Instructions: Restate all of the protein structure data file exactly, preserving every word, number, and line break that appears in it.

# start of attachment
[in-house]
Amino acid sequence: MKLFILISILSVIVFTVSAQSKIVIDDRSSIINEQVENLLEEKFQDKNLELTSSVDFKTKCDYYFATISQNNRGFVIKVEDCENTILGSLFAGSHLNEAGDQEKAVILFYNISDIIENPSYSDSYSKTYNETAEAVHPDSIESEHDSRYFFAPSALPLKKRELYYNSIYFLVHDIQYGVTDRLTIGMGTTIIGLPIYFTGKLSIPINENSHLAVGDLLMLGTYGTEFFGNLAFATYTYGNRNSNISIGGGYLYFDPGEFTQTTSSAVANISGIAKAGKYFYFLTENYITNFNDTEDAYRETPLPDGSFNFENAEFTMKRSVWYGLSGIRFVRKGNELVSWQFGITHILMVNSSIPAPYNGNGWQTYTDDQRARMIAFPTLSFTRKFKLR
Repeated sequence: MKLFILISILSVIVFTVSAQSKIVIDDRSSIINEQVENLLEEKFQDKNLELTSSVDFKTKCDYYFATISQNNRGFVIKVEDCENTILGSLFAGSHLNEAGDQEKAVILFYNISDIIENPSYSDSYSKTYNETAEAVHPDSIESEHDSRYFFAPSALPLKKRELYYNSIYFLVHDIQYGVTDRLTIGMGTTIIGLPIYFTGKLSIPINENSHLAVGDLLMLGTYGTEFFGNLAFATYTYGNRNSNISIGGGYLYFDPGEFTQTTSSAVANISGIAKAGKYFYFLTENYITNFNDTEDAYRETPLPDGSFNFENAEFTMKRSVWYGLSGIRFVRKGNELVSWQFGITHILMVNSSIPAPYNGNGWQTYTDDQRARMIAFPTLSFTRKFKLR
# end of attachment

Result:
[in-house]
Amino acid sequence: MKLFILISILSVIVFTVSAQSKIVIDDRSSIINEQVENLLEEKFQDKNLELTSSVDFKTKCDYYFATISQNNRGFVIKVEDCENTILGSLFAGSHLNEAGDQEKAVILFYNISDIIENPSYSDSYSKTYNETAEAVHPDSIESEHDSRYFFAPSALPLKKRELYYNSIYFLVHDIQYGVTDRLTIGMGTTIIGLPIYFTGKLSIPINENSHLAVGDLLMLGTYGTEFFGNLAFATYTYGNRNSNISIGGGYLYFDPGEFTQTTSSAVANISGIAKAGKYFYFLTENYITNFNDTEDAYRETPLPDGSFNFENAEFTMKRSVWYGLSGIRFVRKGNELVSWQFGITHILMVNSSIPAPYNGNGWQTYTDDQRARMIAFPTLSFTRKFKLR
Repeated sequence: MKLFILISILSVIVFTVSAQSKIVIDDRSSIINEQVENLLEEKFQDKNLELTSSVDFKTKCDYYFATISQNNRGFVIKVEDCENTILGSLFAGSHLNEAGDQEKAVILFYNISDIIENPSYSDSYSKTYNETAEAVHPDSIESEHDSRYFFAPSALPLKKRELYYNSIYFLVHDIQYGVTDRLTIGMGTTIIGLPIYFTGKLSIPINENSHLAVGDLLMLGTYGTEFFGNLAFATYTYGNRNSNISIGGGYLYFDPGEFTQTTSSAVANISGIAKAGKYFYFLTENYITNFNDTEDAYRETPLPDGSFNFENAEFTMKRSVWYGLSGIRFVRKGNELVSWQFGITHILMVNSSIPAPYNGNGWQTYTDDQRARMIAFPTLSFTRKFKLR